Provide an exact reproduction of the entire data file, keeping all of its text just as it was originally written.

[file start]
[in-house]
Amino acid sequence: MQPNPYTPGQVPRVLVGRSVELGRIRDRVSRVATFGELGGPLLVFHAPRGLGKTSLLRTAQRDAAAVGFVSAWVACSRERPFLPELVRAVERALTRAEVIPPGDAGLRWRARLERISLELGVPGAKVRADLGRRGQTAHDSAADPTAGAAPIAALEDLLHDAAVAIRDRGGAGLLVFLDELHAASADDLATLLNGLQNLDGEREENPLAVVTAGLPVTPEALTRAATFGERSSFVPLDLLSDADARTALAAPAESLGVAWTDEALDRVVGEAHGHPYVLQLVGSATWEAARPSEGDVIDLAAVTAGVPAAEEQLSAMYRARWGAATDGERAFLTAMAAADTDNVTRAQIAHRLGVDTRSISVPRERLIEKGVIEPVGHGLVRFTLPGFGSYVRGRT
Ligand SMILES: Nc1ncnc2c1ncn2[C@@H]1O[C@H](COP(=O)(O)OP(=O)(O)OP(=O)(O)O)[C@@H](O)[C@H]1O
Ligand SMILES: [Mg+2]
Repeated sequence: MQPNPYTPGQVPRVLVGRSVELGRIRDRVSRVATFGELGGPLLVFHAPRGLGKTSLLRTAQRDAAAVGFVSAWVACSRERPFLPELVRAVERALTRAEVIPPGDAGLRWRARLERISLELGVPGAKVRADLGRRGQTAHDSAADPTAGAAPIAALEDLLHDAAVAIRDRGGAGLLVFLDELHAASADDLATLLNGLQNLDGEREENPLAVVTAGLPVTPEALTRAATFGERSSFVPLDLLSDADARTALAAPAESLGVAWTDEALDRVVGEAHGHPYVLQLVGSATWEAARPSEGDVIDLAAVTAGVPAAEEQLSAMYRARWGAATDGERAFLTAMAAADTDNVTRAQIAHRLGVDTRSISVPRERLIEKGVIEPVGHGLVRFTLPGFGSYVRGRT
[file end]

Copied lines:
[in-house]
Amino acid sequence: MQPNPYTPGQVPRVLVGRSVELGRIRDRVSRVATFGELGGPLLVFHAPRGLGKTSLLRTAQRDAAAVGFVSAWVACSRERPFLPELVRAVERALTRAEVIPPGDAGLRWRARLERISLELGVPGAKVRADLGRRGQTAHDSAADPTAGAAPIAALEDLLHDAAVAIRDRGGAGLLVFLDELHAASADDLATLLNGLQNLDGEREENPLAVVTAGLPVTPEALTRAATFGERSSFVPLDLLSDADARTALAAPAESLGVAWTDEALDRVVGEAHGHPYVLQLVGSATWEAARPSEGDVIDLAAVTAGVPAAEEQLSAMYRARWGAATDGERAFLTAMAAADTDNVTRAQIAHRLGVDTRSISVPRERLIEKGVIEPVGHGLVRFTLPGFGSYVRGRT
Ligand SMILES: Nc1ncnc2c1ncn2[C@@H]1O[C@H](COP(=O)(O)OP(=O)(O)OP(=O)(O)O)[C@@H](O)[C@H]1O
Ligand SMILES: [Mg+2]
Repeated sequence: MQPNPYTPGQVPRVLVGRSVELGRIRDRVSRVATFGELGGPLLVFHAPRGLGKTSLLRTAQRDAAAVGFVSAWVACSRERPFLPELVRAVERALTRAEVIPPGDAGLRWRARLERISLELGVPGAKVRADLGRRGQTAHDSAADPTAGAAPIAALEDLLHDAAVAIRDRGGAGLLVFLDELHAASADDLATLLNGLQNLDGEREENPLAVVTAGLPVTPEALTRAATFGERSSFVPLDLLSDADARTALAAPAESLGVAWTDEALDRVVGEAHGHPYVLQLVGSATWEAARPSEGDVIDLAAVTAGVPAAEEQLSAMYRARWGAATDGERAFLTAMAAADTDNVTRAQIAHRLGVDTRSISVPRERLIEKGVIEPVGHGLVRFTLPGFGSYVRGRT